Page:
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Want that second piece of pie? Take a quick stroll to help handle the carbs

Kristen B. Morales

November 27, 2017

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While a short walk after a Thanksgiving dinner of turkey, stuffing and pie isn't likely to offset the calories, it can go a long way in helping your body handle the excess carbohydrates from the meal, says a University of Georgia researcher.

Nathan T. Jenkins, an assistant professor in the UGA College of Education's department of kinesiology, says a walk after a large, carb-heavy meal such as Thanksgiving—even something as simple as taking the dog for a stroll after dinner—will help your body better process glucose in your blood and bring it back down to normal levels faster. For people who are diabetic or pre-diabetic, a short walk after a meal can help reduce the dangerous spikes in blood sugar associated with the disease.

"In someone with diabetes or insulin resistance, their glucose level can become very high after a meal," said Jenkins, who studies the prevention and treatment of cardiovascular diseases. "This high level becomes a shock to your cardiovascular system, and the cells of your blood vessels perceive this as stress. This spike is linked to the development of cardiovascular disease, heart disease, stroke and kidney disease."

In one study, published earlier this fall in the Journal of Applied Physiology, Jenkins and his research team from the College of Education studied the effect of exercise on diabetic patients who were taking the drug Metformin. Participants ate a meal high in sugar on four separate days and then had their blood glucose tested after four scenarios: Sitting and resting after eating, with and without taking Metformin; and walking for 15 minutes after eating, with and without taking Metformin.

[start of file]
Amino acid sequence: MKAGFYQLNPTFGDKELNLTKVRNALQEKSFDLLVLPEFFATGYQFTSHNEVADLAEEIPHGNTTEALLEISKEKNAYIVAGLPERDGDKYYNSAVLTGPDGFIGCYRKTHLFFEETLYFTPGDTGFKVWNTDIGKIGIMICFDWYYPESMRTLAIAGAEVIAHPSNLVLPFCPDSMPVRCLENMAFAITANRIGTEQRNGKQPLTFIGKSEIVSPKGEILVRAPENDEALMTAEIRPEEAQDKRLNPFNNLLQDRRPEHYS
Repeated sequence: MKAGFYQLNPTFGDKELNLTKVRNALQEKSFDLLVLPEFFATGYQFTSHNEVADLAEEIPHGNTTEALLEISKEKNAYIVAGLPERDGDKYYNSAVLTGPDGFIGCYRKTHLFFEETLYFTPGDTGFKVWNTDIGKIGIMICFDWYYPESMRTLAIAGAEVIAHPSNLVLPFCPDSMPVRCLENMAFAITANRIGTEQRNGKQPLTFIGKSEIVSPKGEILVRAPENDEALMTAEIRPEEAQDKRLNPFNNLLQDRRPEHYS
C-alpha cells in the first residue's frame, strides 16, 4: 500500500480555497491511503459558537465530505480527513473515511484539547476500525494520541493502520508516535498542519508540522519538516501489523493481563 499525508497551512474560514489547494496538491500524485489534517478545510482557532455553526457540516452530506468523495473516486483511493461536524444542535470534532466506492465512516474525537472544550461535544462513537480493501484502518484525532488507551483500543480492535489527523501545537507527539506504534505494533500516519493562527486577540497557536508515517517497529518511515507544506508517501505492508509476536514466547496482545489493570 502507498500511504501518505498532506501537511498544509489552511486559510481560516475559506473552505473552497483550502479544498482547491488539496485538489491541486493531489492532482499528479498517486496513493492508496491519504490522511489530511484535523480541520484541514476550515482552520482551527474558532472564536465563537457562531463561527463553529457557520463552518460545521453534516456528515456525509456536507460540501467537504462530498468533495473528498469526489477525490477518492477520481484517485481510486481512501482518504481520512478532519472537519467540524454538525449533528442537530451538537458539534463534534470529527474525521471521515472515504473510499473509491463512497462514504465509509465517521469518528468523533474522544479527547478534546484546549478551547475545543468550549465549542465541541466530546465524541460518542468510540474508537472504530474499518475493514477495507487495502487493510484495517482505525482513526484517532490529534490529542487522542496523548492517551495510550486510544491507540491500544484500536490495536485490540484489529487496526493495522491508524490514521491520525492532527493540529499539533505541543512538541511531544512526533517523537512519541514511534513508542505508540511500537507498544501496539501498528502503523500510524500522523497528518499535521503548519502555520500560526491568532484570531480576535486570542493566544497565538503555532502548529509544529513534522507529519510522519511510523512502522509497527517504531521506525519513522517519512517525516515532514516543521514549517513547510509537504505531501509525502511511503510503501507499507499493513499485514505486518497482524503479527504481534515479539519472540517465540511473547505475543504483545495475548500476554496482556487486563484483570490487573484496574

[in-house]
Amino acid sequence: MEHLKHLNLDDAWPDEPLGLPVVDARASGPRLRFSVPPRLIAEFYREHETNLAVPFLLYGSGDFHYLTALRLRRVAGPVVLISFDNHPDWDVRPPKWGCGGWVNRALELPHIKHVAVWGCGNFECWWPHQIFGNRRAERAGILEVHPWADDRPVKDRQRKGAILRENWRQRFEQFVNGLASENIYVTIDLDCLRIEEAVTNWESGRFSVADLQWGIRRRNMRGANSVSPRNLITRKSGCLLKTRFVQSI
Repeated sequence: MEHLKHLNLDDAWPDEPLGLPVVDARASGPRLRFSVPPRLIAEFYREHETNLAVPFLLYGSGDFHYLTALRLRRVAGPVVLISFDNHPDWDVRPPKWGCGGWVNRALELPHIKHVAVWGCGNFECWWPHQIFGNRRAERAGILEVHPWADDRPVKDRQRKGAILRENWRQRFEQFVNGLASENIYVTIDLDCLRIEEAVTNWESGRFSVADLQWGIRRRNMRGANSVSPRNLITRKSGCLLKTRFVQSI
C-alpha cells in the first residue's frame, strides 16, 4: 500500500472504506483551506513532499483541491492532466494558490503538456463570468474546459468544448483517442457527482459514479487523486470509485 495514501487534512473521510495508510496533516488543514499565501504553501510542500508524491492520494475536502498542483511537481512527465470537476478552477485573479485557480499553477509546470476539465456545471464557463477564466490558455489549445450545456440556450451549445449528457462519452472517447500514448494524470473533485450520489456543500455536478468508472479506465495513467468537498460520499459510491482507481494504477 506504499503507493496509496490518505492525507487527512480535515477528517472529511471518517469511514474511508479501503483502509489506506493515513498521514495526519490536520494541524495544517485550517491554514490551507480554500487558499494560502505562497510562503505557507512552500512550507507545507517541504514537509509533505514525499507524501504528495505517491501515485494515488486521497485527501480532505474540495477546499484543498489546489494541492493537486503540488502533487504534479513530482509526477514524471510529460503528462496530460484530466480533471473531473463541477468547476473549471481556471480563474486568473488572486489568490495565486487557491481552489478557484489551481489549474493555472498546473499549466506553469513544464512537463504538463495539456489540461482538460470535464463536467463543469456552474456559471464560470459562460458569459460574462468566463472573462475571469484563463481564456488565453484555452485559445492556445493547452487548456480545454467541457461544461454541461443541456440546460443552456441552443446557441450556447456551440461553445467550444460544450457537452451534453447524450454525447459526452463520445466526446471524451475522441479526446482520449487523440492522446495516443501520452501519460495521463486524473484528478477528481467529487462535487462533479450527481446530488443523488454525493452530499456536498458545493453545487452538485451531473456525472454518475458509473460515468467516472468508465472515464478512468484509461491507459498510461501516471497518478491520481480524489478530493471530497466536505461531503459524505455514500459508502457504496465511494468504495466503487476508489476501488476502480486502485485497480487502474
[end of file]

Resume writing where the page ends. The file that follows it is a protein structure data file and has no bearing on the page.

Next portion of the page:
A second study, published earlier this year, looked at similar scenarios in patients taking other types of diabetic drugs—ones specifically meant to treat the spike of blood glucose after a meal.

In both studies, Jenkins said, the combination of exercise and diabetes medication created the best outcome. While this makes sense, it was the first time researchers had shown the results of combining exercise with a drug to treat diabetes.

"The take-home idea is that there is a further benefit to be had, as far as glucose control, if you go for a walk," he said. "It can be a simple addition to your routine—you can take the dog for a walk, and if you time it after a meal, it's beneficial for your health because the glucose spikes can be particularly dangerous for your cardiovascular system."

These studies also show promise in how blood glucose is measured to show other health indicators. For example, often blood glucose levels are tested after fasting, or not eating for a certain period of time. But, Jenkins said, the spike in blood glucose levels after a meal can be a better indicator of issues down the road.

"Literature shows that the size of a glucose spike is a better predictor of who is going to get cardiovascular disease than measurements such as fasting glucose. That finger prick at the doctor's office only tells part of the story," Jenkins added. "For chronic diseases like cardiovascular disease secondary to diabetes, usually the first symptom is a major event, like a heart attack."

Typically, your body is good at handling stored carbohydrates in the liver and muscles; when those storerooms are full, the excess glucose turns into fat.

Jenkins' advice? On Thanksgiving, enjoy the turkey and the trimmings. And while he emphasizes that a short walk will not completely offset an excess of calories, the activity with family and friends after the meal will benefit everyone—especially someone with diabetes. "If you take the time to go for a walk after a meal, it's beneficial for your health because these spikes can be particularly dangerous for your cardiovascular system."

Related links: Department of Kinesiology